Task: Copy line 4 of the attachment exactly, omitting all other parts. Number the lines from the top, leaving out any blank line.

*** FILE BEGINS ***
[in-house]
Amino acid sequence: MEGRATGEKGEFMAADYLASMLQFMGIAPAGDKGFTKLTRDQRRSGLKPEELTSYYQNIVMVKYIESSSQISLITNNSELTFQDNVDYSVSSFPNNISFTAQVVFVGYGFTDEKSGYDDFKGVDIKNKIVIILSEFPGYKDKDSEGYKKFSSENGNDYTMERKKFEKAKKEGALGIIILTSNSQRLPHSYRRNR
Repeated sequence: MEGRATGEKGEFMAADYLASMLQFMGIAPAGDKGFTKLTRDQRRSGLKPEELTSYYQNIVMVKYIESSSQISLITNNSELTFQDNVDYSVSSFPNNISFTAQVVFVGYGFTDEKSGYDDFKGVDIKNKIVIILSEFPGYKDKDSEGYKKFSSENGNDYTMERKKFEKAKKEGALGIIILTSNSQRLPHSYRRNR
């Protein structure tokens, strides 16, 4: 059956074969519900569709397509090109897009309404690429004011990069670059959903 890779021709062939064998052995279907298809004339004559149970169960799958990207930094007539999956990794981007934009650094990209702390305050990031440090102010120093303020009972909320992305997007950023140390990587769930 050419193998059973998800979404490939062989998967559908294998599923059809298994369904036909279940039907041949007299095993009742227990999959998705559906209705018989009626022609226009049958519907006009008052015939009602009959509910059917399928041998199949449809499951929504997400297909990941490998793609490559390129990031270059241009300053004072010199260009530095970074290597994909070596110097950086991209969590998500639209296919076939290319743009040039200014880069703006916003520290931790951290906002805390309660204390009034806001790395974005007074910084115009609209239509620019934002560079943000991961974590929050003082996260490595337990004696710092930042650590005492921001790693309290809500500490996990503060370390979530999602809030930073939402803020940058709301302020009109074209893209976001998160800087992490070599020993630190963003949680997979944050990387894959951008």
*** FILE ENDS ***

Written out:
């Protein structure tokens, strides 16, 4: 059956074969519900569709397509090109897009309404690429004011990069670059959903 890779021709062939064998052995279907298809004339004559149970169960799958990207930094007539999956990794981007934009650094990209702390305050990031440090102010120093303020009972909320992305997007950023140390990587769930 050419193998059973998800979404490939062989998967559908294998599923059809298994369904036909279940039907041949007299095993009742227990999959998705559906209705018989009626022609226009049958519907006009008052015939009602009959509910059917399928041998199949449809499951929504997400297909990941490998793609490559390129990031270059241009300053004072010199260009530095970074290597994909070596110097950086991209969590998500639209296919076939290319743009040039200014880069703006916003520290931790951290906002805390309660204390009034806001790395974005007074910084115009609209239509620019934002560079943000991961974590929050003082996260490595337990004696710092930042650590005492921001790693309290809500500490996990503060370390979530999602809030930073939402803020940058709301302020009109074209893209976001998160800087992490070599020993630190963003949680997979944050990387894959951008």